MOSCOW, Oct 10 (Reuters) French President Nicolas Sarkozy said today that French investors wanted to take a stake in Russia's Gazprom gas giant, supplier of a quarter of Europe's gas.
Speaking after talks with Russian President Vladimir Putin, Sarkozy said he and Putin had narrowed their differences on Iran's nuclear programme, but gave no specifics. France and other Western powers suspect Iran of trying to build a nuclear bomb.
France wants a new round of United Nations sanctions on Tehran, something Russia has resisted. Underlining the differences remaining, Putin said today there was no evidence Iran has a nuclear weapons programme.
Sarkozy said France would allow Russian investors access to major French assets, seeking to ease Moscow's concerns that its investors suffer discrimination when they try to make big acquisitions in Western Europe.
''France's policy is transparency and reciprocity,'' Sarkozy told reporters at a joint news conference in the Kremlin with Putin after a second session of talks between the two leaders.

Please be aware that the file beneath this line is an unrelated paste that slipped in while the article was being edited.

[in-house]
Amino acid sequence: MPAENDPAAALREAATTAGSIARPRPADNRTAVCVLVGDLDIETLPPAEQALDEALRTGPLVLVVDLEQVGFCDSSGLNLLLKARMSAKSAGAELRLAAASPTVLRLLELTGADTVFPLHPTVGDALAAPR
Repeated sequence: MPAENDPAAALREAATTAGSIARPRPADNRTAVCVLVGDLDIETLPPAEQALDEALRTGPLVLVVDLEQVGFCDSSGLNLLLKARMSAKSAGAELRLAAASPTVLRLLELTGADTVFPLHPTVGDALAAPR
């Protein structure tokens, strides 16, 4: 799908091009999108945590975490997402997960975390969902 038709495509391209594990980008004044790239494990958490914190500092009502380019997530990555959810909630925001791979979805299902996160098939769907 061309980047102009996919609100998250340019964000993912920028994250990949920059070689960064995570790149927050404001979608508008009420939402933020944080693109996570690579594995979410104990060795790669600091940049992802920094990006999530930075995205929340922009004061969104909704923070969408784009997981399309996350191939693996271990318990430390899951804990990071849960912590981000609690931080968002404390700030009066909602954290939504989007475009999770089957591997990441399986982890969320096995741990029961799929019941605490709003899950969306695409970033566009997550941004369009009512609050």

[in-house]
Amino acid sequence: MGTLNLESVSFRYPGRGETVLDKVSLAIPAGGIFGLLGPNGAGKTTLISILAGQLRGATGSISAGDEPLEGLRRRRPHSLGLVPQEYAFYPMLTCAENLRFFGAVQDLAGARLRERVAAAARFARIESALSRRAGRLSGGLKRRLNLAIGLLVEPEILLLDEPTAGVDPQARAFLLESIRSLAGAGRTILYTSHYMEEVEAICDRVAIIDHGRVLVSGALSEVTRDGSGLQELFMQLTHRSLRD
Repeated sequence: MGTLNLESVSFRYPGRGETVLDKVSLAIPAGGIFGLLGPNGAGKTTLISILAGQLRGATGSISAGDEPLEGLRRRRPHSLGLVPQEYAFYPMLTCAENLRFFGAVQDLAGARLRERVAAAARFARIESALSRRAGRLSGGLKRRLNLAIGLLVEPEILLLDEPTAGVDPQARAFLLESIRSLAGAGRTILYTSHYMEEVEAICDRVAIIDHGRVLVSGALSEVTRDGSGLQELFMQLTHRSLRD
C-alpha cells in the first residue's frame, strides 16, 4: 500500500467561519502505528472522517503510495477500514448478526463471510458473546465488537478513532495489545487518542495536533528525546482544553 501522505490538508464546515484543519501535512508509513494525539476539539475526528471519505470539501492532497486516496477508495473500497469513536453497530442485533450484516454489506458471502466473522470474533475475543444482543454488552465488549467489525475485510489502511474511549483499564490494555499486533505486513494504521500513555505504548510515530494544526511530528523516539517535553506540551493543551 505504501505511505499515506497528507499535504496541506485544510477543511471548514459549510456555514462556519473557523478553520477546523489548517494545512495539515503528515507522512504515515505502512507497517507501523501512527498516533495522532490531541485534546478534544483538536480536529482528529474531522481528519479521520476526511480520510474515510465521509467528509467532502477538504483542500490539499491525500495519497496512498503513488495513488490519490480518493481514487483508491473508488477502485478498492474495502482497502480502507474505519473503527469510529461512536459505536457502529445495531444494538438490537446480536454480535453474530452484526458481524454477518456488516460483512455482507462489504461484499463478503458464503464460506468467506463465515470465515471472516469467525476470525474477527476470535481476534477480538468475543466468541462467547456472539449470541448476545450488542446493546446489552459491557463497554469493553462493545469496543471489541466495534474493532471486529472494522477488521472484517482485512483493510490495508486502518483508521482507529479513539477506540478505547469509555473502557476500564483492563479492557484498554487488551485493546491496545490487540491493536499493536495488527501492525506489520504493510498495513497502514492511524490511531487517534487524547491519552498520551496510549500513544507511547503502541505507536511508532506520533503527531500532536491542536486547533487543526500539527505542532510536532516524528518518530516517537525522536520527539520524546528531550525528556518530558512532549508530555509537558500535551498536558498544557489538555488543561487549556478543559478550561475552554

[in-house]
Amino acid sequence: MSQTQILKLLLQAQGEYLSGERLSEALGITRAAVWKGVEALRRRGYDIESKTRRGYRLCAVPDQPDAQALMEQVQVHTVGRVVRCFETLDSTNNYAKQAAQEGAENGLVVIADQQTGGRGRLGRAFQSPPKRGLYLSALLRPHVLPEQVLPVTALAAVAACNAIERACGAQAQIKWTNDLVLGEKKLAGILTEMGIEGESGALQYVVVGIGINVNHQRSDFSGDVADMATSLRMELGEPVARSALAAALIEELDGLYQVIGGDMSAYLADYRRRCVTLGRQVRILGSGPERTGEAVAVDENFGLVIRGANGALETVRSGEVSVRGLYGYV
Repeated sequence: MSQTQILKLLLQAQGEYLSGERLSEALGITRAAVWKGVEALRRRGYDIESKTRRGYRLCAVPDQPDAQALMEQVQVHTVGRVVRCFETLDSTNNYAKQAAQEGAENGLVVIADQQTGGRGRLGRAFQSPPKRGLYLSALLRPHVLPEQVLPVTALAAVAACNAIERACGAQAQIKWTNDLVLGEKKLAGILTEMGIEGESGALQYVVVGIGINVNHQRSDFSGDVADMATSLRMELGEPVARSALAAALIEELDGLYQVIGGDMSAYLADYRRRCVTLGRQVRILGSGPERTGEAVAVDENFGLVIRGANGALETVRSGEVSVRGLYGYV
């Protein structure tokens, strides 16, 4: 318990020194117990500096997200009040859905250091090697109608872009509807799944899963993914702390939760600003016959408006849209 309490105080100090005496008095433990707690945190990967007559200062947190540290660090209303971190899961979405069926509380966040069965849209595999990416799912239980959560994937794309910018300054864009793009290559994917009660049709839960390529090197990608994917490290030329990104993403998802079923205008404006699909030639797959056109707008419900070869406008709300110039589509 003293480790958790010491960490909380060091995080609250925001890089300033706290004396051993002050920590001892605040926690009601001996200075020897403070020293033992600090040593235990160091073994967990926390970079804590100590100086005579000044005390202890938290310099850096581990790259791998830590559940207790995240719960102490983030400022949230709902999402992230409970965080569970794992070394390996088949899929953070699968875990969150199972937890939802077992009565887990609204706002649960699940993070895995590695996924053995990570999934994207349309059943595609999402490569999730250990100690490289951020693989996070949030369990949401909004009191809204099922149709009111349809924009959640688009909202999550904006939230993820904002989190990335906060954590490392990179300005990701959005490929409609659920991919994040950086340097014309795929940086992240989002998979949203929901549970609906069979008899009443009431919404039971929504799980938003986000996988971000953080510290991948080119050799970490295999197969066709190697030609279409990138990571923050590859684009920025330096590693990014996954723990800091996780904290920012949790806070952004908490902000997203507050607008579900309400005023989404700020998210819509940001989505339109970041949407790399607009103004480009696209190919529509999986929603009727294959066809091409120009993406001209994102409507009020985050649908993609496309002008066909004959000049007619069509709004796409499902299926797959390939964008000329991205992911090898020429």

''Transparency because it's a market, reciprocity because it's quite normal that our Russian friends should want to enter the capital of a certain number of French companies and that the opposite should be true as well.'' ''I have told President Putin of the readiness of French investors to enter the capital of big Russian companies, for example Gazprom,'' he added, pointing out that Russia had invested in European aerospace group EADS.
Sarkozy confirmed that he would meet representatives of human rights group Memorial today, a pointed reminder of European concerns about Russia's right record.
But Putin said he saw ''nothing remarkable'' about the French president meeting Russian rights activists. Memorial is best known for campaigning against abuses by Russian security forces in the Chechnya region.
Sarkozy's first visit to Russia as president is one of his trickiest foreign trips to date.
But there were signs Sarkozy had struck up a friendly personal relationship with Putin. He addressed the Russian leader in the familiar ''tu'' form in opening remarks at their meeting in the Kremlin on Wednesday.
REUTERS PD PM1640